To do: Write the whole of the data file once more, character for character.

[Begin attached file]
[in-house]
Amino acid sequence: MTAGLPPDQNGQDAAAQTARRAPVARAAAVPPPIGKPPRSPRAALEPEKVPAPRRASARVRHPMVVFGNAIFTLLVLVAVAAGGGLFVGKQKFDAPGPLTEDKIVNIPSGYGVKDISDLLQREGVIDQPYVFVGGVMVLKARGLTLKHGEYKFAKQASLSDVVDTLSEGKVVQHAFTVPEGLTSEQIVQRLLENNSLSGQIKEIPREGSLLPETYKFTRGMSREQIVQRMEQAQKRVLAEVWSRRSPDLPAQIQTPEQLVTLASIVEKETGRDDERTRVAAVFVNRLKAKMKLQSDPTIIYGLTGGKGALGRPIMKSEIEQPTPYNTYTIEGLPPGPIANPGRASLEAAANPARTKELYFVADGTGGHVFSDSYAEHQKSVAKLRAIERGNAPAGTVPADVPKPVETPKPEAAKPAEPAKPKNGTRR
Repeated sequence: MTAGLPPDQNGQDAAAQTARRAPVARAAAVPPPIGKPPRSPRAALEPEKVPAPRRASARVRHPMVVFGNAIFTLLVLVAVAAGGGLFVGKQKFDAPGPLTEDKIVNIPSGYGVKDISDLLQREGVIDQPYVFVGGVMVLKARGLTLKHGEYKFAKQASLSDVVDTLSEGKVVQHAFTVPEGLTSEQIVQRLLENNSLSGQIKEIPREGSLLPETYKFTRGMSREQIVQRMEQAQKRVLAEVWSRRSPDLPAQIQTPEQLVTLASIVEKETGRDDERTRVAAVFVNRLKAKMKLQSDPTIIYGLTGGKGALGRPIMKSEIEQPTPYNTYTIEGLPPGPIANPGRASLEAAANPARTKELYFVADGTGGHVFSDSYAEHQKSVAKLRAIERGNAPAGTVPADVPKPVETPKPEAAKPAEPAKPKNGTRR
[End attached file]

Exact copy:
[in-house]
Amino acid sequence: MTAGLPPDQNGQDAAAQTARRAPVARAAAVPPPIGKPPRSPRAALEPEKVPAPRRASARVRHPMVVFGNAIFTLLVLVAVAAGGGLFVGKQKFDAPGPLTEDKIVNIPSGYGVKDISDLLQREGVIDQPYVFVGGVMVLKARGLTLKHGEYKFAKQASLSDVVDTLSEGKVVQHAFTVPEGLTSEQIVQRLLENNSLSGQIKEIPREGSLLPETYKFTRGMSREQIVQRMEQAQKRVLAEVWSRRSPDLPAQIQTPEQLVTLASIVEKETGRDDERTRVAAVFVNRLKAKMKLQSDPTIIYGLTGGKGALGRPIMKSEIEQPTPYNTYTIEGLPPGPIANPGRASLEAAANPARTKELYFVADGTGGHVFSDSYAEHQKSVAKLRAIERGNAPAGTVPADVPKPVETPKPEAAKPAEPAKPKNGTRR
Repeated sequence: MTAGLPPDQNGQDAAAQTARRAPVARAAAVPPPIGKPPRSPRAALEPEKVPAPRRASARVRHPMVVFGNAIFTLLVLVAVAAGGGLFVGKQKFDAPGPLTEDKIVNIPSGYGVKDISDLLQREGVIDQPYVFVGGVMVLKARGLTLKHGEYKFAKQASLSDVVDTLSEGKVVQHAFTVPEGLTSEQIVQRLLENNSLSGQIKEIPREGSLLPETYKFTRGMSREQIVQRMEQAQKRVLAEVWSRRSPDLPAQIQTPEQLVTLASIVEKETGRDDERTRVAAVFVNRLKAKMKLQSDPTIIYGLTGGKGALGRPIMKSEIEQPTPYNTYTIEGLPPGPIANPGRASLEAAANPARTKELYFVADGTGGHVFSDSYAEHQKSVAKLRAIERGNAPAGTVPADVPKPVETPKPEAAKPAEPAKPKNGTRR